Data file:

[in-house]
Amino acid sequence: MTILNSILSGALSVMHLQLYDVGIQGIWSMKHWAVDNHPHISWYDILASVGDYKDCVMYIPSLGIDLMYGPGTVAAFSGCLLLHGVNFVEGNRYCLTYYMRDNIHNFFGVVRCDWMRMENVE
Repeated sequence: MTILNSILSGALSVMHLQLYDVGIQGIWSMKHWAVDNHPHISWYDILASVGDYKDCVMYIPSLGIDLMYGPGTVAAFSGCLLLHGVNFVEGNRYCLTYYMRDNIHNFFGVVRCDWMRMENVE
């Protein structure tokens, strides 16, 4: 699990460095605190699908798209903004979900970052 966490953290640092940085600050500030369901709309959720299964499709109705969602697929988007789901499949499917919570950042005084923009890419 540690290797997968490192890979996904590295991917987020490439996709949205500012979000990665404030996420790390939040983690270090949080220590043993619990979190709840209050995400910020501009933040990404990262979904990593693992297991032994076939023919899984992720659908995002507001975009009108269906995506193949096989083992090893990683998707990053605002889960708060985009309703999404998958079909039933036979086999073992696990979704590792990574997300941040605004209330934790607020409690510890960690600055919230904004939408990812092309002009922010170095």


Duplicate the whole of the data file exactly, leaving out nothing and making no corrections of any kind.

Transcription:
[in-house]
Amino acid sequence: MTILNSILSGALSVMHLQLYDVGIQGIWSMKHWAVDNHPHISWYDILASVGDYKDCVMYIPSLGIDLMYGPGTVAAFSGCLLLHGVNFVEGNRYCLTYYMRDNIHNFFGVVRCDWMRMENVE
Repeated sequence: MTILNSILSGALSVMHLQLYDVGIQGIWSMKHWAVDNHPHISWYDILASVGDYKDCVMYIPSLGIDLMYGPGTVAAFSGCLLLHGVNFVEGNRYCLTYYMRDNIHNFFGVVRCDWMRMENVE
């Protein structure tokens, strides 16, 4: 699990460095605190699908798209903004979900970052 966490953290640092940085600050500030369901709309959720299964499709109705969602697929988007789901499949499917919570950042005084923009890419 540690290797997968490192890979996904590295991917987020490439996709949205500012979000990665404030996420790390939040983690270090949080220590043993619990979190709840209050995400910020501009933040990404990262979904990593693992297991032994076939023919899984992720659908995002507001975009009108269906995506193949096989083992090893990683998707990053605002889960708060985009309703999404998958079909039933036979086999073992696990979704590792990574997300941040605004209330934790607020409690510890960690600055919230904004939408990812092309002009922010170095």